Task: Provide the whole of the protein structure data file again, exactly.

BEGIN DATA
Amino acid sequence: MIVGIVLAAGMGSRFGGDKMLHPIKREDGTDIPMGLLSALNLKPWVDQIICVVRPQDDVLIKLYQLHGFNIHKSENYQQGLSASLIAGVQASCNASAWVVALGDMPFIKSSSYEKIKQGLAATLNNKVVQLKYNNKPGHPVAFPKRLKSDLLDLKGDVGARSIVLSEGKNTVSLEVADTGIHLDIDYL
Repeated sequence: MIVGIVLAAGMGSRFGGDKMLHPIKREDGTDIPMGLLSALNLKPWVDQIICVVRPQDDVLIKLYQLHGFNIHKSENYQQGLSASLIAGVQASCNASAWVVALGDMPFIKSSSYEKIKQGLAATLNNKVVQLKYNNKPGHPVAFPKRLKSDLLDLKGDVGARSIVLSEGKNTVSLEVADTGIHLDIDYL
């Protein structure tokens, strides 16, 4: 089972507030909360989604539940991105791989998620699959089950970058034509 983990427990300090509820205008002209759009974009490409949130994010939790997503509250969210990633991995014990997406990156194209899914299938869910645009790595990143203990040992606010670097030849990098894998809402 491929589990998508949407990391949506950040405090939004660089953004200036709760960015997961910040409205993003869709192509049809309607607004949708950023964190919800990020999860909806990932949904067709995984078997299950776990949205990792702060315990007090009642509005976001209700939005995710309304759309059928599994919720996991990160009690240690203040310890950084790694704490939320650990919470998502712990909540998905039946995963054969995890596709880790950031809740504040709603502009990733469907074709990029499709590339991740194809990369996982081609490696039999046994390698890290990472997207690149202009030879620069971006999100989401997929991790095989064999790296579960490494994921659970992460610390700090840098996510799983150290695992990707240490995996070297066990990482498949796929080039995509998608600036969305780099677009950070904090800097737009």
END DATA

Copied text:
Amino acid sequence: MIVGIVLAAGMGSRFGGDKMLHPIKREDGTDIPMGLLSALNLKPWVDQIICVVRPQDDVLIKLYQLHGFNIHKSENYQQGLSASLIAGVQASCNASAWVVALGDMPFIKSSSYEKIKQGLAATLNNKVVQLKYNNKPGHPVAFPKRLKSDLLDLKGDVGARSIVLSEGKNTVSLEVADTGIHLDIDYL
Repeated sequence: MIVGIVLAAGMGSRFGGDKMLHPIKREDGTDIPMGLLSALNLKPWVDQIICVVRPQDDVLIKLYQLHGFNIHKSENYQQGLSASLIAGVQASCNASAWVVALGDMPFIKSSSYEKIKQGLAATLNNKVVQLKYNNKPGHPVAFPKRLKSDLLDLKGDVGARSIVLSEGKNTVSLEVADTGIHLDIDYL
């Protein structure tokens, strides 16, 4: 089972507030909360989604539940991105791989998620699959089950970058034509 983990427990300090509820205008002209759009974009490409949130994010939790997503509250969210990633991995014990997406990156194209899914299938869910645009790595990143203990040992606010670097030849990098894998809402 491929589990998508949407990391949506950040405090939004660089953004200036709760960015997961910040409205993003869709192509049809309607607004949708950023964190919800990020999860909806990932949904067709995984078997299950776990949205990792702060315990007090009642509005976001209700939005995710309304759309059928599994919720996991990160009690240690203040310890950084790694704490939320650990919470998502712990909540998905039946995963054969995890596709880790950031809740504040709603502009990733469907074709990029499709590339991740194809990369996982081609490696039999046994390698890290990472997207690149202009030879620069971006999100989401997929991790095989064999790296579960490494994921659970992460610390700090840098996510799983150290695992990707240490995996070297066990990482498949796929080039995509998608600036969305780099677009950070904090800097737009």